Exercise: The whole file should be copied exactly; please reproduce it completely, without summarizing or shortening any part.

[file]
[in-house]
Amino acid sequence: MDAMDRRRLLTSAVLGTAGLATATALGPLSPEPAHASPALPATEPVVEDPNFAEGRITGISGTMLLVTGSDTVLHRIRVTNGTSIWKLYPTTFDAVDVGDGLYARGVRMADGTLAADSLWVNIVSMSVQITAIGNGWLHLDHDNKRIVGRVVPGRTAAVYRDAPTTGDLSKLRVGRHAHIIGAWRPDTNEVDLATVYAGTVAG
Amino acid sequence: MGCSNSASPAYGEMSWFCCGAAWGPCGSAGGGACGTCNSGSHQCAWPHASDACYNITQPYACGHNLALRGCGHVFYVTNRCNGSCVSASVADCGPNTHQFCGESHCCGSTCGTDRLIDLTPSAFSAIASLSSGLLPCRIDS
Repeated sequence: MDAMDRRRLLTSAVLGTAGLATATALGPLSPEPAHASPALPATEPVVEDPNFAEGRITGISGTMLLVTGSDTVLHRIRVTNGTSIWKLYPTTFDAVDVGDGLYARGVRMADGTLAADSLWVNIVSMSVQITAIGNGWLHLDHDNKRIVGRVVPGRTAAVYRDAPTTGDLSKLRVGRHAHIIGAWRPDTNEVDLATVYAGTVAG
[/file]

[in-house]
Amino acid sequence: MDAMDRRRLLTSAVLGTAGLATATALGPLSPEPAHASPALPATEPVVEDPNFAEGRITGISGTMLLVTGSDTVLHRIRVTNGTSIWKLYPTTFDAVDVGDGLYARGVRMADGTLAADSLWVNIVSMSVQITAIGNGWLHLDHDNKRIVGRVVPGRTAAVYRDAPTTGDLSKLRVGRHAHIIGAWRPDTNEVDLATVYAGTVAG
Amino acid sequence: MGCSNSASPAYGEMSWFCCGAAWGPCGSAGGGACGTCNSGSHQCAWPHASDACYNITQPYACGHNLALRGCGHVFYVTNRCNGSCVSASVADCGPNTHQFCGESHCCGSTCGTDRLIDLTPSAFSAIASLSSGLLPCRIDS
Repeated sequence: MDAMDRRRLLTSAVLGTAGLATATALGPLSPEPAHASPALPATEPVVEDPNFAEGRITGISGTMLLVTGSDTVLHRIRVTNGTSIWKLYPTTFDAVDVGDGLYARGVRMADGTLAADSLWVNIVSMSVQITAIGNGWLHLDHDNKRIVGRVVPGRTAAVYRDAPTTGDLSKLRVGRHAHIIGAWRPDTNEVDLATVYAGTVAG